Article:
Los Angeles Times
Aug. 3, 2019
When a gunman died after killing three people and injuring 15 others at the Gilroy Garlic Festival last weekend, authorities were left to discern a motive for his attack.
Then, on Saturday, a gunman went on a shooting rampage at a shopping center in El Paso, killing at least 20 and wounding at least 26.
Brian Levin, director of Cal State San Bernardino’s Center for the Study of Hate and Extremism, said it can be difficult to classify attacks. For example, the gunman in the Parkland, Fla., shooting in February 2018 that killed 17 people at Marjory Stoneman Douglas High School fixated on racist imagery, but authorities did not designate the attack as a hate crime, and Levin’s center did not include it in a recent report, Levin said.
Levin said political polarization and a rise of far-right nationalism is contributing to hate crime around the globe.
“We’re seeing a coalescence of traditional hate crime with political violence,” he said.
Read the complete article at “Deadly violence heightens concerns about domestic terrorism and white supremacists.”
CSUSB professor: Hate crimes and terrorism are increasingly intertwining as the U.S. becomes more politically polarized
Aug. 4, 2019
In a country ravaged by gun violence – with two mass shootings less than 24 hours apart – an increasingly relevant question persists: When are these violent acts considered domestic terrorism?
The shooting in El Paso, Texas, falls under this category, according to police. Officials announced Sunday that they were treating this case, in which a lone gunman killed 20 and injured dozens, as domestic terrorism. That announcement came as officials were finalizing a link to an online manifesto espousing anti-immigrant and racist views to the suspect.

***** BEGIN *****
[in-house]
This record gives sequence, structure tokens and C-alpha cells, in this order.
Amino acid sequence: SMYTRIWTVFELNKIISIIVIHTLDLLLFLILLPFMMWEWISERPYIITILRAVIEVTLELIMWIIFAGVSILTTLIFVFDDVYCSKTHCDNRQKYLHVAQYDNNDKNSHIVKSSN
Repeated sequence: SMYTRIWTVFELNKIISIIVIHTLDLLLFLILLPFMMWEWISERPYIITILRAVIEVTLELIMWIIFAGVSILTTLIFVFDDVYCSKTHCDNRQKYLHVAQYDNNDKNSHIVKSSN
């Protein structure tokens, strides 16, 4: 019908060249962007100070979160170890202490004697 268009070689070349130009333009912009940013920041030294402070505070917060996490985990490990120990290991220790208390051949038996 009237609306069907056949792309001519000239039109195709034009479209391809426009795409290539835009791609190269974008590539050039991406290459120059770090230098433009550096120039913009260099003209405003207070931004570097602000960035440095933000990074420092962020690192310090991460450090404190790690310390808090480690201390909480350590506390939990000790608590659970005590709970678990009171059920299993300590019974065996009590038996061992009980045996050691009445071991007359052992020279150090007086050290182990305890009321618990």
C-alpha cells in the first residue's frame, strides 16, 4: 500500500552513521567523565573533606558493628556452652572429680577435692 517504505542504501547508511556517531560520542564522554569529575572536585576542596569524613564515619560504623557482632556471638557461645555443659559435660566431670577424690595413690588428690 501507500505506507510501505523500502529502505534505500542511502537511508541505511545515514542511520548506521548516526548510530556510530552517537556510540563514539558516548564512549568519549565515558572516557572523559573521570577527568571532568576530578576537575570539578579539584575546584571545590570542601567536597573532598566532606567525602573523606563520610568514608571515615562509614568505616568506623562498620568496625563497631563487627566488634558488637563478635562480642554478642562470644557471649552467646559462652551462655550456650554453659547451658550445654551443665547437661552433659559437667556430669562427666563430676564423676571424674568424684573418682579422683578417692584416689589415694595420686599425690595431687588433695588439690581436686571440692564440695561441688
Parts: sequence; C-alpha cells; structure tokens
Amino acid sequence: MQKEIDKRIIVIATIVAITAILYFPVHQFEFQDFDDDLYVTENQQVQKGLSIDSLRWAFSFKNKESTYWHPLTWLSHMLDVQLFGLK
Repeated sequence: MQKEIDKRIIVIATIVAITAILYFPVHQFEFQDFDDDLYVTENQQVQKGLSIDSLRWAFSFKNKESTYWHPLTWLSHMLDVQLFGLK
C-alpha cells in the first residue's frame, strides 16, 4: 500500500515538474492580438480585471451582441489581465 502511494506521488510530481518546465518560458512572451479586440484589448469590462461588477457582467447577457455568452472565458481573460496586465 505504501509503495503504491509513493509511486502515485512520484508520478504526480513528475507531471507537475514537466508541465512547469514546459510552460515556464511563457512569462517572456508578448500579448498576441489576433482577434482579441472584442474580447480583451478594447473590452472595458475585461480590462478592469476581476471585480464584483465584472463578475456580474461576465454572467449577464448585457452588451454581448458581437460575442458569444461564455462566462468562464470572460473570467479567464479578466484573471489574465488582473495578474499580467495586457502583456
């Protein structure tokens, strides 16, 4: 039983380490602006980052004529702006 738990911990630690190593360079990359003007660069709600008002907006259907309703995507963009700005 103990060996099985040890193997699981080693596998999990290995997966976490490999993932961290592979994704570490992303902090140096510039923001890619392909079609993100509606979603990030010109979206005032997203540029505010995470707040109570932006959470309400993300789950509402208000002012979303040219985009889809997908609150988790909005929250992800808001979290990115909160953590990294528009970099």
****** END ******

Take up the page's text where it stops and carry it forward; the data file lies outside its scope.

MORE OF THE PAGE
Brian Levin, director of Cal State San Bernardino’s Center for the Study of Hate and Extremism, said hate crimes and terrorism are increasingly intertwining as the U.S. becomes more politically polarized. These racist beliefs tend to be behind recent major acts of violence, such as the October 2018 Tree of Life synagogue shooting and the August 2017 Charlottesville, Virginia, car attack. At the Tree of Life shooting, 11 people were killed, and in Charlottesville, one person was killed.
Levin pointed out, though, that the motives behind perpetrators of mass shootings are becoming harder to categorize. Most shooters aren't part of organizations with a straightforward ideology or mission, which is a characteristic generally associated with terrorism, he said. These people form their own "idiosyncratic type of extremism," Levin said.
"It’s not like the James Bond villain who’s representing some kind of country or ideology," Levin said. "These people are often a chaotic mix of multiple motives."
2020 Democrats presidential hopefuls have been urging politicians to label white nationalist attacks as domestic terrorism. Massachusetts Sen. Elizabeth Warren made this point on the first night of the July debates and tweeted about it Sunday in the aftermath of the most recent shootings.
According to his research, Levin said white nationalism is the most ascendant extremist group at this time.
Read the complete article at “In the wake of two more hate-fueled mass shootings, when do we call it domestic terrorism?”
Political polarization and rise of far-right nationalism contributes to hate crime around the world, CSUSB professor says
The Telegraph (United Kingdom) via Yahoo! News
Aug. 4, 2019
The suspected gunman in the El Paso mass shooting, was being investigated for hate crimes on Sunday as a familiar portrait began to emerge of the alleged shooter. Just as it was the case in a series of recent tragedies in the US, the suspect in Texas was a young, white man who had had apparently espoused racist ideology.
Brian Levin, director of Cal State San Bernardino’s Centre for the Study of Hate and Extremism, said political polarisation and a rise of far-right nationalism was contributing to hate crime around the globe.